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What Vegetables Grow Well in Utah?

By J.D. Chi ; Updated September 21, 2017
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Generally a cold-weather state, Utah has many different climates and microclimates, particularly the Salt Lake City area, where weather is affected by the Great Salt Lake. U.S. Department of Agriculture Plant Hardiness Zones 4 to 7 are represented in the state. But even in the colder northern part of the state, which is mostly in Zones 5 and 6, the area south of the lake, including Salt Lake City, is in Zone 7.

Though much of Utah has a short summer growing season, many vegetables can be grown throughout the state, and in the warmer parts of the state, vegetables may be grown from early spring to late fall.


Many kinds of beans, including green, pinto, lima and wax beans, are appropriate for planting throughout Utah, as they have relatively short maturity periods and have ample time to grow, even in northern regions. As a group, beans are annuals that are members of the Fabaceae family and grow as small bushes that can reach 3 or 4 feet. Beans should be planted in full sun, with ample spacing, and get regular water after seedlings emerge.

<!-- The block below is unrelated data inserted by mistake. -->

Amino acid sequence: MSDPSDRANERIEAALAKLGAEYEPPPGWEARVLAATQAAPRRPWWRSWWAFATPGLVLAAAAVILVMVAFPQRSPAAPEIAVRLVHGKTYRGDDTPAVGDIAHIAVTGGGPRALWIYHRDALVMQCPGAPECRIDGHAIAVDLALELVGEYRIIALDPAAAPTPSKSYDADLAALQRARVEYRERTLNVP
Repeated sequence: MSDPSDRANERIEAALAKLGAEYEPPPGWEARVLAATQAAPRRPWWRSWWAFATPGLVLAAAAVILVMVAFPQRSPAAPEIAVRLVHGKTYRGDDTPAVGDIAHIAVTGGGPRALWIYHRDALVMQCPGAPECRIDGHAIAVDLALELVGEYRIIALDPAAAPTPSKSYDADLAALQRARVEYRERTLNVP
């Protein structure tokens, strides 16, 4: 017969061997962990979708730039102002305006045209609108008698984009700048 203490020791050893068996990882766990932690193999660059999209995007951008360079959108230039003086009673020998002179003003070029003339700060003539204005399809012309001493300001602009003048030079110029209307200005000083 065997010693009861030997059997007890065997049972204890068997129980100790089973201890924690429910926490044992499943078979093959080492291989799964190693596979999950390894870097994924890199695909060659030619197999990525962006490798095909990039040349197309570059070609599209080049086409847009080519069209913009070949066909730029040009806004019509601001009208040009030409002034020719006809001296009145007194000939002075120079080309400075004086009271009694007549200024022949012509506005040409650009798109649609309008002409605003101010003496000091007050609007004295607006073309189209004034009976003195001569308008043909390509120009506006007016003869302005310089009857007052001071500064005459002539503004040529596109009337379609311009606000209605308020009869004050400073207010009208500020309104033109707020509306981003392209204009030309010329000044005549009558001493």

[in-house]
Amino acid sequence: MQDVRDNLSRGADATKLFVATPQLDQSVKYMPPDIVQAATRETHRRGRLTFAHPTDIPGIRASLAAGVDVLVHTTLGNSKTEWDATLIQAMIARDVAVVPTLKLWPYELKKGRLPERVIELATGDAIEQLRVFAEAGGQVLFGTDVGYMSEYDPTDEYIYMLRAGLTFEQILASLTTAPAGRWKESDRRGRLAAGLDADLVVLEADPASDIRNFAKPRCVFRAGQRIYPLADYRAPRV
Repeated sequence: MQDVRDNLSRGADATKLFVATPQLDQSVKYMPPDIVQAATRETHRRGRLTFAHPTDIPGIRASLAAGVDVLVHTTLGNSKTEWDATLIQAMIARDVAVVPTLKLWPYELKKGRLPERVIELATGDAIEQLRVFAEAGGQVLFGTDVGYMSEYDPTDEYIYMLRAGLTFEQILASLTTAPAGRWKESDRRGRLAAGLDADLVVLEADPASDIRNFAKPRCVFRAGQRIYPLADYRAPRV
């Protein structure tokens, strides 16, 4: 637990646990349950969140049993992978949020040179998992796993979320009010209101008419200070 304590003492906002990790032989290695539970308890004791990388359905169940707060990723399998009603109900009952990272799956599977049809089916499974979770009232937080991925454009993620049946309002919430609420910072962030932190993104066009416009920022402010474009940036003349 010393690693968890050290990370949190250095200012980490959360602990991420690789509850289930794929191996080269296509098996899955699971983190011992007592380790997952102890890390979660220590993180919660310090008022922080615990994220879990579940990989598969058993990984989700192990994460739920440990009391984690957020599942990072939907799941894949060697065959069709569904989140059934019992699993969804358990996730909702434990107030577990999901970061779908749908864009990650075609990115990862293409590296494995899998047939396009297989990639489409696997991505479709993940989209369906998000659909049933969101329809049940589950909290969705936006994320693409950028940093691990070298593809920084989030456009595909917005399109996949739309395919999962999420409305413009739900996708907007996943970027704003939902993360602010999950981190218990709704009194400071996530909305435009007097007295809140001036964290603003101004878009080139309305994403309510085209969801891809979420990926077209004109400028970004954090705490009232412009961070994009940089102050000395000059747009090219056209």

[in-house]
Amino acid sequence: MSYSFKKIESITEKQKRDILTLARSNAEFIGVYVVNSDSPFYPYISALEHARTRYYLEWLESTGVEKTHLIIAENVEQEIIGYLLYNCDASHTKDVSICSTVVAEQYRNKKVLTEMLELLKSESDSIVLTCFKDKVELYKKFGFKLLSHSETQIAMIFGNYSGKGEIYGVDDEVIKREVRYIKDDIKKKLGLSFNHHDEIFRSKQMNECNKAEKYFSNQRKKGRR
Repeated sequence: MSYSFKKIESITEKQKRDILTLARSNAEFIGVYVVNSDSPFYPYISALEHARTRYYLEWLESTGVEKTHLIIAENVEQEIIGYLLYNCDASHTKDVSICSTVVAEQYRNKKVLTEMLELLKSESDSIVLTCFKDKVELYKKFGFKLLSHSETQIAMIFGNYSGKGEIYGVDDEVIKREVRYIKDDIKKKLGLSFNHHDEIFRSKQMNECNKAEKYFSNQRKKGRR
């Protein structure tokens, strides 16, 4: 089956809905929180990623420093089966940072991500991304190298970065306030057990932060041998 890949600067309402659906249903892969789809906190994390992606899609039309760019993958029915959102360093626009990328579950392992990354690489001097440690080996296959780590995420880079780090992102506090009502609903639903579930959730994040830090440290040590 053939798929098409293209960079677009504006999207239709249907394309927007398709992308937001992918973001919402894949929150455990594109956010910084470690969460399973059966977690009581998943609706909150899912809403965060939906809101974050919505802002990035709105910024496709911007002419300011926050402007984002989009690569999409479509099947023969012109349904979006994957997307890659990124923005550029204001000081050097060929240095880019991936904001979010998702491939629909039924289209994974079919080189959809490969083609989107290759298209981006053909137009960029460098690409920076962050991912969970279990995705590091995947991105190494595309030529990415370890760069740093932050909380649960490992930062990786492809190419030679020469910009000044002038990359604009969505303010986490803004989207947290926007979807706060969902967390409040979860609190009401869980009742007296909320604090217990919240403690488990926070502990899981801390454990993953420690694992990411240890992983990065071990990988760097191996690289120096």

Green and other snap varieties are particularly good choices for northern Utah, as they take as little as 50 days to reach maturity. Limas, dry and wax beans may take up to 100 days.


"Long-day" varieties of onions are a good choice for home gardens in Utah, as these plants require 14 to 16 hours of sunlight per day to thrive. The "Utah Yellow Sweet Spanish" is grown throughout the state and has a pungent flavor. This onion, as well as other long-day varieties, also stores well in the ground or after harvest.

Onions grow into globes below the surface soil and perform best in loose, rich soil. They may be planted as soon as the ground is workable and should be planted in full sun and get regular water.

Swiss Chard

Swiss chard, which is a leafy, green vegetable that is known for its high nutritional value, matures just 60 days after sowing seeds, so it can grow throughout Utah in the spring and summer. An easy plant to grow, Swiss chard produces crinkly, lettuce-like leaves with stalks that may be green, white or red. The red variety is called "Rhubarb." Swiss Chard will grow like a loose head of lettuce, and leaves around the edges should be cut for use, as new ones grow in the center.

This plant can grow to 1 1/2 feet tall, should be planted in full sun and requires regular water. In temperate climates, it is a biennial.


About the Author


J.D. Chi is a professional journalist who has covered sports for more than 20 years at newspapers all over the United States. She has covered major golf tournaments and the NFL as well as travel and health topics. Chi received her Bachelor of Arts in professional writing from Carnegie Mellon University and is working toward a master's degree in journalism.